In discussions at the commission's July 23 meeting, commission members agreed to limit the recipients to those whose lands were taken by the federal government, later handed back to the government of Guam, and which GovGuam decided to keep.

Expanding the scope and qualifications for the compensation recipients would further complicate and delay the process, commission members agreed.

After the commission votes to approve the rules and regulations, the document still will be subject to legislative public hearings and legislative changes, commissioners acknowledged.

Department of Land Management Director Michael Borja urged the commissioners to move forward, in part because the document still will be subject to legislative changes.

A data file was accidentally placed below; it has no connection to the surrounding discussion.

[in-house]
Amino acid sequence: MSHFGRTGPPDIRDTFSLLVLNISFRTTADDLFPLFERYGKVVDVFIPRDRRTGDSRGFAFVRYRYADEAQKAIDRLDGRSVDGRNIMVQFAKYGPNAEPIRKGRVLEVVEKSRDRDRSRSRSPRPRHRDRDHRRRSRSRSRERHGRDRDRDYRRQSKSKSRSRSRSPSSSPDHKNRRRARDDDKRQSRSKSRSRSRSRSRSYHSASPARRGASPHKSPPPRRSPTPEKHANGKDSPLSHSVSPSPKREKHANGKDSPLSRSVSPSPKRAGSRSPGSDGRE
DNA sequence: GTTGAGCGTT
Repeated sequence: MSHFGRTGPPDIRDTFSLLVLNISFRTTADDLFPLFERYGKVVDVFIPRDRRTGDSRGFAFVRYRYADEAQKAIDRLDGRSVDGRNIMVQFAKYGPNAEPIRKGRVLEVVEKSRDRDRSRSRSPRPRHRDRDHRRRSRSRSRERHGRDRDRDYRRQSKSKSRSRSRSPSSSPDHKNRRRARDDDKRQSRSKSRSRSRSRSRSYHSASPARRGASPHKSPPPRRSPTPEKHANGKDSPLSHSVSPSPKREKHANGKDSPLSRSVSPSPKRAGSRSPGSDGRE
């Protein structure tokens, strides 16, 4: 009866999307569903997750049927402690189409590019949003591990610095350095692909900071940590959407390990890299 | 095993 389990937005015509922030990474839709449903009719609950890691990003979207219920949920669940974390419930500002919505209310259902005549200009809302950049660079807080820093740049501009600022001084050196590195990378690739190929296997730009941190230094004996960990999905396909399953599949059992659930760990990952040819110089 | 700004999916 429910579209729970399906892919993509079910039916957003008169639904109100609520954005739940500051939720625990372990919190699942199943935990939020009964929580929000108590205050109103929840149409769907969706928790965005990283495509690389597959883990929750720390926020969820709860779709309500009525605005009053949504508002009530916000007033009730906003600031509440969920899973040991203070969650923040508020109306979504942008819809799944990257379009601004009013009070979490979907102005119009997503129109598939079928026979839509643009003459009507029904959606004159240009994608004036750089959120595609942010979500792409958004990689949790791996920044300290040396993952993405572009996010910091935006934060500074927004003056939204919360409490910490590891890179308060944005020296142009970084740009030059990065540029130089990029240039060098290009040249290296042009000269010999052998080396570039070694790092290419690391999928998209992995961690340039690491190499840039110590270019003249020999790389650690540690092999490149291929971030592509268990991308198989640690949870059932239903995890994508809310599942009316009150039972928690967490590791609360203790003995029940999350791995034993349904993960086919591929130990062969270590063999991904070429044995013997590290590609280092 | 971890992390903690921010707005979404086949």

Previous commissioners in previous years had attempted to finalize and vote on the rules.

Land Management couldn't state how many might qualify. The window to file claims for the money remains open.

The department also was unable to provide an update as to how many have filed claims as of last week. The department estimates that estates or heirs could number in the hundreds.

The renewed efforts to finalize the rules and regulations followed Gov. Eddie Calvo's announcement on June 27 that the landowners will get paid.

"Justice took a while for the original landowners and their heirs," the governor said last month. "They've been waiting 20 years for the government of Guam to start compensating them for the land GovGuam took for its use. Now, we're closer to making payments."